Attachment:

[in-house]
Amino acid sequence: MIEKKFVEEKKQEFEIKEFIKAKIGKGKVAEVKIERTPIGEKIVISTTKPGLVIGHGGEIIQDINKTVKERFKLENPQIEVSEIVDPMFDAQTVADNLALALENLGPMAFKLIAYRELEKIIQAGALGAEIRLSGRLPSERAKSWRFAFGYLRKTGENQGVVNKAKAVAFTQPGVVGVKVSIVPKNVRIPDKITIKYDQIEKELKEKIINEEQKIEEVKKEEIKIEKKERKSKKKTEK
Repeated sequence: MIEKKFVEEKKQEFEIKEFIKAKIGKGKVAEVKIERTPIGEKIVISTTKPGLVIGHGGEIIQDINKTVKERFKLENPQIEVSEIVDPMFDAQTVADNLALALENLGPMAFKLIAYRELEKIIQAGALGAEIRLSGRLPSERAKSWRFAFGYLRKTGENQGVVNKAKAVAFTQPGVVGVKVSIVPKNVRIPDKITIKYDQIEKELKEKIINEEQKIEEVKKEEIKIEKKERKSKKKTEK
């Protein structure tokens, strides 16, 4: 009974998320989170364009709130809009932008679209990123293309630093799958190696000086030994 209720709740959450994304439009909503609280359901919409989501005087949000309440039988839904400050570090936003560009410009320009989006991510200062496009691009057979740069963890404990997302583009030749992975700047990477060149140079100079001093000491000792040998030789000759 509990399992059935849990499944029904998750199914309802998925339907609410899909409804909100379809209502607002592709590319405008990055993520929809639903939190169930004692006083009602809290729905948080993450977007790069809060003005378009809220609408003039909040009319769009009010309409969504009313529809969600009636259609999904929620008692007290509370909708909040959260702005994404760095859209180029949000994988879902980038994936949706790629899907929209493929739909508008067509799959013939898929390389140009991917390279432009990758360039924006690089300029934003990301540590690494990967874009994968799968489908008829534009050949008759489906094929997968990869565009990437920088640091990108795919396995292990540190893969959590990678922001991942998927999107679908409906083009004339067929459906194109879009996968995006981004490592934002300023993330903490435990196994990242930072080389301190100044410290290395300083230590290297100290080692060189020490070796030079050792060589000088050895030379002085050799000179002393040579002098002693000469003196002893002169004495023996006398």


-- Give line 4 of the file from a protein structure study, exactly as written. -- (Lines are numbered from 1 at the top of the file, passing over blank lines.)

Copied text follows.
């Protein structure tokens, strides 16, 4: 009974998320989170364009709130809009932008679209990123293309630093799958190696000086030994 209720709740959450994304439009909503609280359901919409989501005087949000309440039988839904400050570090936003560009410009320009989006991510200062496009691009057979740069963890404990997302583009030749992975700047990477060149140079100079001093000491000792040998030789000759 509990399992059935849990499944029904998750199914309802998925339907609410899909409804909100379809209502607002592709590319405008990055993520929809639903939190169930004692006083009602809290729905948080993450977007790069809060003005378009809220609408003039909040009319769009009010309409969504009313529809969600009636259609999904929620008692007290509370909708909040959260702005994404760095859209180029949000994988879902980038994936949706790629899907929209493929739909508008067509799959013939898929390389140009991917390279432009990758360039924006690089300029934003990301540590690494990967874009994968799968489908008829534009050949008759489906094929997968990869565009990437920088640091990108795919396995292990540190893969959590990678922001991942998927999107679908409906083009004339067929459906194109879009996968995006981004490592934002300023993330903490435990196994990242930072080389301190100044410290290395300083230590290297100290080692060189020490070796030079050792060589000088050895030379002085050799000179002393040579002098002693000469003196002893002169004495023996006398």